We studied how the spatially averaged superconducting order parameter depends on the fraction of doped semiconducting SWCNTs in a bundle at different temperatures. For this purpose, we generated realizations for a given number of randomly placed semiconducting nanotubes in the bundle. Other nanotubes in the bundle are assumed to be metallic. To model different superconducting pairing strengths for different types of nanotubes, we set for the doped semiconducting nanotubes and for the metallic ones, so the doped semiconducting nanotubes have a higher critical temperature. For simplicity, we set (half-filled band). In our simulations we considered 16 × 16 nanotubes in the bundle, forming a triangular lattice.

The results of simulations are shown in Figure 1. At , the spatially averaged order parameter scales approximately as a square root of the fraction of doped semiconducting SWCNTs in the bundle . Here and are the order parameters for pure metallic and doped semiconducting bundles. Note the convexity of the dependence. However, at finite temperatures, which are between the critical temperature of a pure metallic and pure doped semiconducting bundles, the averaged order parameter vanishes much faster with the decreasing of . For example, at , which is close to the critical temperature of a pure semiconducting SWCNT bundle , the order parameter decreases very quickly with the decreasing of and almost vanishes at (see Figure 1).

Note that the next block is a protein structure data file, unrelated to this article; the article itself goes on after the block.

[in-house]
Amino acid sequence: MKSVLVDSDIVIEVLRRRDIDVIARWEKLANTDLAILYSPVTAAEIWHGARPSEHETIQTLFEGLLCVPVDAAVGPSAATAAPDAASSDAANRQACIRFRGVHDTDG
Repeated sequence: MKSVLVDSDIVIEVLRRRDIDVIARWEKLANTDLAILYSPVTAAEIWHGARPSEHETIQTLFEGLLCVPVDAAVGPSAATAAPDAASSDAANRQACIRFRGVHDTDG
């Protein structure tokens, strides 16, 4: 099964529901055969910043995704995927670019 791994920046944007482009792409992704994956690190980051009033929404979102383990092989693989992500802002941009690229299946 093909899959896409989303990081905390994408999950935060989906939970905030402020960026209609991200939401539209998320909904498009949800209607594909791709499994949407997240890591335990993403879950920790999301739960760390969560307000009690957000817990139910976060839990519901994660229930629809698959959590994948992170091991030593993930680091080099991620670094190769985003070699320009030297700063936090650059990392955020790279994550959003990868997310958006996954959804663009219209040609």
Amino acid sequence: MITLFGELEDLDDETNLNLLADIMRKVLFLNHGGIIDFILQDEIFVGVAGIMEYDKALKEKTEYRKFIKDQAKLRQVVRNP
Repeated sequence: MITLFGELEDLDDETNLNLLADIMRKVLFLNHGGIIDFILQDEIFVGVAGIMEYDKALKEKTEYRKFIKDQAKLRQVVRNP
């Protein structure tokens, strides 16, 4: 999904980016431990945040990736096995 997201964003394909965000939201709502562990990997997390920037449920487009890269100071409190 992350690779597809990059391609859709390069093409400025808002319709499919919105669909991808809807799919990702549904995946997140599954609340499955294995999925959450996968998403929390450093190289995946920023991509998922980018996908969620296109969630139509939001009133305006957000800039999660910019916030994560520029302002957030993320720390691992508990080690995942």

Figure 1: Spatially averaged superconducting order parameter (in units of ) as a function of the fraction of doped semiconducting nanotubes at different temperatures.